So when was the last time you used a spade in manual work Kris, and I am not talking about turning over your garden.

        Many people have been severly burnt by finance companies and most of these are people are joe average, noob.

        • Brett 5.1.1.1

          Yep you would be quite surprised how many of the investors were just average people who had come into a bit of money due to their Mum and Dad passing on.
          For example a truckie that I knew who was on the bones of his arse suddenly because $700k better off when his Mum died and her house was sold off.
          Thought he was being wise by investing in a finance company unfortunately as so many found out that wasn’t the case.
           

          • Colonial Viper 5.1.1.1.1

            Thought he was being wise by investing in a finance company unfortunately as so many found out that wasn’t the case.

            Greedy for returns more like, so greedy that he didn’t diversify his portfolio of $700K between banks and finance companies, or between different finance companies full stop.

            Any amounts invested over $250K should have received a 50% haircut. Your truckie example would have lost $225K of his $700K mal-investment.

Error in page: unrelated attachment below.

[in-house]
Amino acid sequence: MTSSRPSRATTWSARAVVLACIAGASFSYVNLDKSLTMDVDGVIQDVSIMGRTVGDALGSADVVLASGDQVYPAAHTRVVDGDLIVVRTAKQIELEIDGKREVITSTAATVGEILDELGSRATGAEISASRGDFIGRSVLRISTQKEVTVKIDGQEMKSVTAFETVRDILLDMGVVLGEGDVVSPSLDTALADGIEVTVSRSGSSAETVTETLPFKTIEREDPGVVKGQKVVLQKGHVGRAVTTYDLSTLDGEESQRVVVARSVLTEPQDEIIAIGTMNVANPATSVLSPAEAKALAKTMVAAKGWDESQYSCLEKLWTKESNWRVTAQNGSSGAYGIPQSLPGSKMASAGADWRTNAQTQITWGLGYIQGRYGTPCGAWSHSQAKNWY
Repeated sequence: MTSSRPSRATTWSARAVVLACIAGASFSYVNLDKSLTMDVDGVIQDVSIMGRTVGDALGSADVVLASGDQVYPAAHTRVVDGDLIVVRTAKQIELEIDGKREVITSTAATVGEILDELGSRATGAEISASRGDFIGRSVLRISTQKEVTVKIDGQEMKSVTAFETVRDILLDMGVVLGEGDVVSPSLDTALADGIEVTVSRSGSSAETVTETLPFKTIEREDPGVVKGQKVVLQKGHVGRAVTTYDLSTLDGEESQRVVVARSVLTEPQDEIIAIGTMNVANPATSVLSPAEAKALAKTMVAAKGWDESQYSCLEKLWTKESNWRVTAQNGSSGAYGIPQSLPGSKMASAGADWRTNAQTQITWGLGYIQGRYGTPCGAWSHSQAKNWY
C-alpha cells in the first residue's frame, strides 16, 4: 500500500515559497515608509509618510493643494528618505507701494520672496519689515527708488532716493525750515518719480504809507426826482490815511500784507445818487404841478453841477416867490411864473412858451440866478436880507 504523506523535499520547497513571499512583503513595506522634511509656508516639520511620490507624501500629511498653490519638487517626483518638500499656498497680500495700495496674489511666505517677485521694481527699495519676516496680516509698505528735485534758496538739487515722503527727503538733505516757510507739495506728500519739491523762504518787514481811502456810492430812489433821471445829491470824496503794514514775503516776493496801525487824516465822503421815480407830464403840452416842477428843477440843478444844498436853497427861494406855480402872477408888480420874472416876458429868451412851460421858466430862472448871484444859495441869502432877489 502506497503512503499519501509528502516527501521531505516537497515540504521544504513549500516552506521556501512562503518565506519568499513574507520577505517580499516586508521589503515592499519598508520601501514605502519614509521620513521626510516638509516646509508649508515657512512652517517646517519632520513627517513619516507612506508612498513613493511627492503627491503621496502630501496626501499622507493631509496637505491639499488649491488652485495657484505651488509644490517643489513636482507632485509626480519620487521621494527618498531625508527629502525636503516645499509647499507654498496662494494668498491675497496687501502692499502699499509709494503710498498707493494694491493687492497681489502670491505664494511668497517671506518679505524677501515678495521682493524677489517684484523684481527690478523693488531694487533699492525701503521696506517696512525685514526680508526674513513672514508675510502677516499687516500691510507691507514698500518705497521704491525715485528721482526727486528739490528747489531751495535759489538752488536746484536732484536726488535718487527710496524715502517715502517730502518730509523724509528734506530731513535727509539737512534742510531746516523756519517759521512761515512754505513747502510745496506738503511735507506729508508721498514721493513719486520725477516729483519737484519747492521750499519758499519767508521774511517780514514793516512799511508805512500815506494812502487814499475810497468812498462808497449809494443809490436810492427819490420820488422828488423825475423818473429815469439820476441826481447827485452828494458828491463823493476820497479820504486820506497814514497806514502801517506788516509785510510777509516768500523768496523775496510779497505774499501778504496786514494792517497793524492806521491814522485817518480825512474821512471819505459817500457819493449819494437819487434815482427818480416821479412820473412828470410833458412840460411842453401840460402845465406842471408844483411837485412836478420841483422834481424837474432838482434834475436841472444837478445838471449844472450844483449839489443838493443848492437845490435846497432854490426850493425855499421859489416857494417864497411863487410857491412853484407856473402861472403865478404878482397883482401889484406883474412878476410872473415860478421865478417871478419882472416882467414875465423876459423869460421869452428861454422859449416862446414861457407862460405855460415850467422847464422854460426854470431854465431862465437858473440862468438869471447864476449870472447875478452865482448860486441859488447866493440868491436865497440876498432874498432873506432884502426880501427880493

That would have protected the vast majority of mum and dad savers as well as the taxpayer, and given the capitalist speculators an education. It’s not real capitalism without real risks, after all.

        • kriswgtn 5.1.1.2

          I have worked all my life in manual labour mate as in farm work for Dept lands and surveys for 11 years,followed by manual labour in a glasshouse for quite a few years followed by commercial cleaning while i went to University

          it got to the point where no more so i got educated so blow that out yur ass

      • In Vino Veritas 5.1.2

        kris, as always, out of touch with reality. No, not all of them built the roads, though some of them probably did. They did drive the stock trucks, build houses, cut meat in a butchers, sweep the board at the freezing works, worked at the wharf, worked in shops, were nurses, teachers and served fish and chips, cleaned the local schools and offices, chiselled gravestones, laid carpet, tiled roof’s, and fixed cars, just to name a few.